Independent bookshops have reacted angrily to the news that some copies of 'The Testaments', the much-anticipated sequel to Margaret Atwood's 'The Handmaid's Tale' were shipped to customers in the US almost a week ahead of its official publication date.
The book, which was this week shortlisted for the Booker Prize, was due to be released worldwide on Tuesday 10 September.
Booksellers and others, including the Booker judges had been asked to respect a strict embargo on publication.
However, yesterday some Amazon customers revealed they had got their copies already, having ordered them online. It is thought the number of books shipped was in the hundreds.
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This afternoon, Amazon apologised for the incident describing it as a 'technical error'. In a statement, the company saida small number of customers had been sent the books. Amazon said it apologised for the error, that it valued its relationship with authors, agents, and publishers and that it regretted the difficulties this had caused them and its fellow booksellers.
Penguin Random House said the mistake was due to a "retailer error" that has now been rectified and that the global publication date remains the same.
But independent booksellers have said the mistake will have serious repercussions.
The Kansas-based Raven Book Store tweeted that independent stores are already in danger of losing sales to big online retailers who can discount the book, and that breaking the embargo will cut into even more of their business.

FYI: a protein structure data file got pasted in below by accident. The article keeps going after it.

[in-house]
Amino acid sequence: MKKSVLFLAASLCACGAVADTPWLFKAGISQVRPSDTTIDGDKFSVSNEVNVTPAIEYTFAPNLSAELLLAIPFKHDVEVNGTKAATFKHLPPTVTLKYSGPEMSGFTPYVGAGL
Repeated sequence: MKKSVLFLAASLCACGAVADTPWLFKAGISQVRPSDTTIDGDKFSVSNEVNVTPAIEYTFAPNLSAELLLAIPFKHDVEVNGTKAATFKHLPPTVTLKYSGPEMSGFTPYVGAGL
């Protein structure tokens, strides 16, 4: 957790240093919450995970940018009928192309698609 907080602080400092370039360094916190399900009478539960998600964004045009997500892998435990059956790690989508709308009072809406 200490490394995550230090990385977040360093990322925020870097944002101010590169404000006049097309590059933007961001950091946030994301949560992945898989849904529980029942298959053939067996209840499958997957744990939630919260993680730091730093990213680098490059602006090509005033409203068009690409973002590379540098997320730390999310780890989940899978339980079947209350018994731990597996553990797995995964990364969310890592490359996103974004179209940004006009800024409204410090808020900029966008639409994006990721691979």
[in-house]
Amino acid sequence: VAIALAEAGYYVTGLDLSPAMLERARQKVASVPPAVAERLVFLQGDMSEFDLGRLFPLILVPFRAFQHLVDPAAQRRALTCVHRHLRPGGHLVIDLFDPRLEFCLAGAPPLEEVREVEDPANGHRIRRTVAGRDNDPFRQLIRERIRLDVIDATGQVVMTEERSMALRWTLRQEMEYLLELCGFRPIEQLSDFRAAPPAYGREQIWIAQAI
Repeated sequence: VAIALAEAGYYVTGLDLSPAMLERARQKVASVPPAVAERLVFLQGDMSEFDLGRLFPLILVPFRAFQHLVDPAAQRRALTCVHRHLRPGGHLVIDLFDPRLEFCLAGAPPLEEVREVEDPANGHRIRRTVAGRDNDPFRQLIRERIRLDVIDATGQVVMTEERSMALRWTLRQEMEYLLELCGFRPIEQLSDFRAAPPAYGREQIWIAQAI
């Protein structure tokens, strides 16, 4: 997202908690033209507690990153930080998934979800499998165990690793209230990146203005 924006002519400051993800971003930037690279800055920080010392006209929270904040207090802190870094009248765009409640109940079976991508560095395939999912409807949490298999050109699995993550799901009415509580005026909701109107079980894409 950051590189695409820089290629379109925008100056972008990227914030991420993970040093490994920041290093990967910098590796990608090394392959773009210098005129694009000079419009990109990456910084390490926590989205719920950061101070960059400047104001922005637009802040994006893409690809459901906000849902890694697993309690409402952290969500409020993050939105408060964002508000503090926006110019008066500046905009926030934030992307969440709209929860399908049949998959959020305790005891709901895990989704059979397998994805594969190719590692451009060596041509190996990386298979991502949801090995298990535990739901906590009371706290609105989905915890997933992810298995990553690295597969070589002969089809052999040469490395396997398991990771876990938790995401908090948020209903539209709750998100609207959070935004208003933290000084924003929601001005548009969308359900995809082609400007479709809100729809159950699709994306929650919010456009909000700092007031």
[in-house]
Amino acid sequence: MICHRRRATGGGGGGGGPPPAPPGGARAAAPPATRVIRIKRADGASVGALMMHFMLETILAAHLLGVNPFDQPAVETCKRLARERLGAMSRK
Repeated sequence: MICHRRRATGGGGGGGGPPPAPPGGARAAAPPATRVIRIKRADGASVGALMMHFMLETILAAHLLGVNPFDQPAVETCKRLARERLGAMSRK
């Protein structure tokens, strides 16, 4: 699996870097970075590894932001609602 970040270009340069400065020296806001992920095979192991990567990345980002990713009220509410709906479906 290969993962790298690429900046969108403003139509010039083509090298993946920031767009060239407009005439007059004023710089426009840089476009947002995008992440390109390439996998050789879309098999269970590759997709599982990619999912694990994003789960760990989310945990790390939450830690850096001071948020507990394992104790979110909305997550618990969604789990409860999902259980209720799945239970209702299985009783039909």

Some newspapers have now published extracts and reviews of the book following its early appearance.
It is not thought any of the books were shipped to Ireland, however Bob Johnston of the Gutter Bookshop in Dublin described the early sale as "annoying".
He told RTÉ News that embargoes on books are rare and that 'The Testaments' is likely to be the biggest book of the year.
He said the embargo was good for everyone - it created a sense of expectation for readers and meant there would be no "spoilers", and he said all of the independent bookshops had respected that.
He said what happened online was an accident but that there should have been a system in place to deal with it.
The book will be officially launched at midnight next Monday when Margaret Atwood will do a reading at the Waterstones store in Piccadilly in London.
On Tuesday she will speak at an event at the National Theatre in London which will be livestreamed at the Lighthouse Cinema in Smithfield.
There will also be readings from the book on Tuesday at Dubray Books in Grafton Street and Eason on O'Connell Street in Dublin and the book will be widely available in Ireland from Tuesday morning.